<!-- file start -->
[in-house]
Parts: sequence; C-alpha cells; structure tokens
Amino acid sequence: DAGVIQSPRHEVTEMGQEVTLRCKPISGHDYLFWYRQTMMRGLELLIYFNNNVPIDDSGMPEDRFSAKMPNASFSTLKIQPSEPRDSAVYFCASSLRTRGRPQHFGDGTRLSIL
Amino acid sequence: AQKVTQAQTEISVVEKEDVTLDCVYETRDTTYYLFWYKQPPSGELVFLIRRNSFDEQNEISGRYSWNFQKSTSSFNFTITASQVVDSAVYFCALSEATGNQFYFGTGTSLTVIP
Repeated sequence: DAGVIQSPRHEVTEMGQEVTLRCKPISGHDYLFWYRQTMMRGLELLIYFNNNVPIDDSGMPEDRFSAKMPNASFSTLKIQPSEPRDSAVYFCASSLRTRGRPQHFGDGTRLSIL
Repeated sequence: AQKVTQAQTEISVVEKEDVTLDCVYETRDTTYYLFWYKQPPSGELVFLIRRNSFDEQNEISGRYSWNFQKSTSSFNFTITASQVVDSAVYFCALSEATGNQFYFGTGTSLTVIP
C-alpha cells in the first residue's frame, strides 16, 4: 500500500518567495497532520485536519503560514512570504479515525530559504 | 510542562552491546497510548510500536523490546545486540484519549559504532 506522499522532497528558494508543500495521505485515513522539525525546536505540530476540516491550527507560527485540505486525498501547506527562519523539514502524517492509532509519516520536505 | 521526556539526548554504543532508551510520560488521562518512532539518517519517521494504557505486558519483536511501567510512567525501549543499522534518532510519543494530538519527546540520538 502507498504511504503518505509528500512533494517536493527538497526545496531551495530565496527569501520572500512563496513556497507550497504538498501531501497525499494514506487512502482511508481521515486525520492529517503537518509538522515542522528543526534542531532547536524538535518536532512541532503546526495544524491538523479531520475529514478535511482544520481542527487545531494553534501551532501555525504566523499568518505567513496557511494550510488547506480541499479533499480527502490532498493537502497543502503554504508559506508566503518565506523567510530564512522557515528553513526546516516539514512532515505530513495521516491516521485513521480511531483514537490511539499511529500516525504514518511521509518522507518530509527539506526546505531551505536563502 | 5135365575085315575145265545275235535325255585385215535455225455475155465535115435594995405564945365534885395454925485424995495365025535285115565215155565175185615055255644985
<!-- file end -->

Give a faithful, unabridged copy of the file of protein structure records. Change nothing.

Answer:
[in-house]
Parts: sequence; C-alpha cells; structure tokens
Amino acid sequence: DAGVIQSPRHEVTEMGQEVTLRCKPISGHDYLFWYRQTMMRGLELLIYFNNNVPIDDSGMPEDRFSAKMPNASFSTLKIQPSEPRDSAVYFCASSLRTRGRPQHFGDGTRLSIL
Amino acid sequence: AQKVTQAQTEISVVEKEDVTLDCVYETRDTTYYLFWYKQPPSGELVFLIRRNSFDEQNEISGRYSWNFQKSTSSFNFTITASQVVDSAVYFCALSEATGNQFYFGTGTSLTVIP
Repeated sequence: DAGVIQSPRHEVTEMGQEVTLRCKPISGHDYLFWYRQTMMRGLELLIYFNNNVPIDDSGMPEDRFSAKMPNASFSTLKIQPSEPRDSAVYFCASSLRTRGRPQHFGDGTRLSIL
Repeated sequence: AQKVTQAQTEISVVEKEDVTLDCVYETRDTTYYLFWYKQPPSGELVFLIRRNSFDEQNEISGRYSWNFQKSTSSFNFTITASQVVDSAVYFCALSEATGNQFYFGTGTSLTVIP
C-alpha cells in the first residue's frame, strides 16, 4: 500500500518567495497532520485536519503560514512570504479515525530559504 | 510542562552491546497510548510500536523490546545486540484519549559504532 506522499522532497528558494508543500495521505485515513522539525525546536505540530476540516491550527507560527485540505486525498501547506527562519523539514502524517492509532509519516520536505 | 521526556539526548554504543532508551510520560488521562518512532539518517519517521494504557505486558519483536511501567510512567525501549543499522534518532510519543494530538519527546540520538 502507498504511504503518505509528500512533494517536493527538497526545496531551495530565496527569501520572500512563496513556497507550497504538498501531501497525499494514506487512502482511508481521515486525520492529517503537518509538522515542522528543526534542531532547536524538535518536532512541532503546526495544524491538523479531520475529514478535511482544520481542527487545531494553534501551532501555525504566523499568518505567513496557511494550510488547506480541499479533499480527502490532498493537502497543502503554504508559506508566503518565506523567510530564512522557515528553513526546516516539514512532515505530513495521516491516521485513521480511531483514537490511539499511529500516525504514518511521509518522507518530509527539506526546505531551505536563502 | 5135365575085315575145265545275235535325255585385215535455225455475155465535115435594995405564945365534885395454925485424995495365025535285115565215155565175185615055255644985